I hope it is close enough for you, Steve. But as you say, there were so many OTHERS living in these streets. Not that they all "found" Nichols alone, but anyway - surely they must dissolve Lechmere´s candidacy on the geographical point? As Herlock so neatly points out, it is simply "irrelevant" where she lived. It does not belong to the case, and plays no role when we look at it. We can - and should - forget about it.
Problem solved, à la Herlock and Steve!

You go on doing ripperology your way, gentlemen, and I will do it my way.

But not out here for some time.
Why would he kill near to his mothers house or any other family dwelling.
What connection does any family dwelling have to the case.
Is it likely that a CL, contaminated with blood and in possession of body parts, would arrive at his mothers house.
If stopped by the police at 3am would CL have said “it ok officer im on my way to visiting Aunty Joan!”

You can do Ripperology your own way Fish. Which is to manoeuvre every single fact so that it points to CL’s guilt. Its transparent to all. The case against CL, which not strong to begin with, is crumbling around your feet.
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  #1545  
Old 06-18-2018, 04:39 AM
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Yes, Griffiths was very clear about the suggested murder victims and the order in which they died.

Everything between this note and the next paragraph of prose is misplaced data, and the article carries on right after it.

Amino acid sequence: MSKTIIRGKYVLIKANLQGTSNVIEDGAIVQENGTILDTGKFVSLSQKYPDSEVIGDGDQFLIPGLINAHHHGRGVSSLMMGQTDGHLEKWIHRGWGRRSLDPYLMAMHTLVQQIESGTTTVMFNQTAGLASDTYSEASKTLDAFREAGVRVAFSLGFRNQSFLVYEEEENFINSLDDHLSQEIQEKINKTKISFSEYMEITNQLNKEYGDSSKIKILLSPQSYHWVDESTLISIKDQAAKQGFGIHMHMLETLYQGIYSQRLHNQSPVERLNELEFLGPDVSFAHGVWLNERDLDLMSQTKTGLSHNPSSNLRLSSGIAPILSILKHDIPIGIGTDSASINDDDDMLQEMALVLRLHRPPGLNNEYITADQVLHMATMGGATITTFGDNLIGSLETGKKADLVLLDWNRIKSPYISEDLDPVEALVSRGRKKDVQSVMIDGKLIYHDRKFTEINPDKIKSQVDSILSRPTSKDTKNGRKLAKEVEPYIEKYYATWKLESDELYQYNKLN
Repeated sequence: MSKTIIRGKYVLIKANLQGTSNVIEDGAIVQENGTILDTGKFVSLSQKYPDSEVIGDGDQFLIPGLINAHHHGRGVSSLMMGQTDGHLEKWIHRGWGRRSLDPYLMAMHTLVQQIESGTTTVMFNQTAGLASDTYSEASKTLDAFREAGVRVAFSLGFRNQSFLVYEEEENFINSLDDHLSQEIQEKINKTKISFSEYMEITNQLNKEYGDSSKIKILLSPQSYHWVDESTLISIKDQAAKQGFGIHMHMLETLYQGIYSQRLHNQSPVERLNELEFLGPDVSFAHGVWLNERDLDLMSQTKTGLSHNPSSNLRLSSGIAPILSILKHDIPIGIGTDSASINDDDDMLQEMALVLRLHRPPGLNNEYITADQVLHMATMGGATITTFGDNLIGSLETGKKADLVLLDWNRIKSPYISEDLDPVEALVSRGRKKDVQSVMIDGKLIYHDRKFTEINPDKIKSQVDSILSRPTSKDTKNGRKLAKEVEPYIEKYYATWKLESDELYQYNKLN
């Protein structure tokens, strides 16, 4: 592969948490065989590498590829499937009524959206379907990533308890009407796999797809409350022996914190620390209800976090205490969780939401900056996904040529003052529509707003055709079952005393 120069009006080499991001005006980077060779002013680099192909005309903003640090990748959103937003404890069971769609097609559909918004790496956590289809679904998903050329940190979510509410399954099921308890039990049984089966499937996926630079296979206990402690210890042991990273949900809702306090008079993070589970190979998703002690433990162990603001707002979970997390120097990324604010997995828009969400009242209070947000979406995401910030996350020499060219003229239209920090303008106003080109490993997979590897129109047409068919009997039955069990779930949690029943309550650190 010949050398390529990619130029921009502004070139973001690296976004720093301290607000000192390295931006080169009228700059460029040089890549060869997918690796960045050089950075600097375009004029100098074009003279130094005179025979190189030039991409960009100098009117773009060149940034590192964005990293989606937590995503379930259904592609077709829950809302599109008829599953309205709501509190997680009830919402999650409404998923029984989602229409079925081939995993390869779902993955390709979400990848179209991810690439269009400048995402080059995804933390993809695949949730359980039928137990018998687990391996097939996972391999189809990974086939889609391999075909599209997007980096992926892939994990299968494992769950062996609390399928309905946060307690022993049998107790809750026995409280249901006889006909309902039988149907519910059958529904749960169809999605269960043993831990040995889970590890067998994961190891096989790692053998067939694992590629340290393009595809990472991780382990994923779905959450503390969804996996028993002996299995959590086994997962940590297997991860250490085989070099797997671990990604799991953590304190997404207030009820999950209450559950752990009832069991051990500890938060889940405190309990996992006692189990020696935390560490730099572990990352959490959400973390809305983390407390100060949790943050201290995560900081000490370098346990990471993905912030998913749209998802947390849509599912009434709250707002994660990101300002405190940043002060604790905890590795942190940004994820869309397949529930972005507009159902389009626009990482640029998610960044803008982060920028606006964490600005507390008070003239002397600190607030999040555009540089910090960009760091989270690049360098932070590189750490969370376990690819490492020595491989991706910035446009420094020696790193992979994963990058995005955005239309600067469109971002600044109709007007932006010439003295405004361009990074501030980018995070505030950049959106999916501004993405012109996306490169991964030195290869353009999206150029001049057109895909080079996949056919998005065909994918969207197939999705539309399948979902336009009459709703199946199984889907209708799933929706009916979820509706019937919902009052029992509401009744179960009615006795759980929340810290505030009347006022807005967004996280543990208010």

And yes again, Caz, you are sooooooo correct: if you use the ruse Lechmere used in Bucks Row, then you cannot use it again later.

What are you suggesting? That he should have run and saved it for another day?
Lechmere could have walked away from the scene and then he'd have had his joker to play if he was caught near one of his subsequent scenes of crime and had no other option but to be ready with an innocent explanation.

And I suggest this is precisely what the killer did - he simply walked away before the next person, or beat copper, could come along, and never drew attention to himself. That way, if he was in fact seen negotiating with Chapman, for instance, or manhandling Stride, or canoodling with Eddowes, or going with Kelly into her room, he couldn't possibly have been identified as the same man who had claimed to find Nichols and attended the inquest.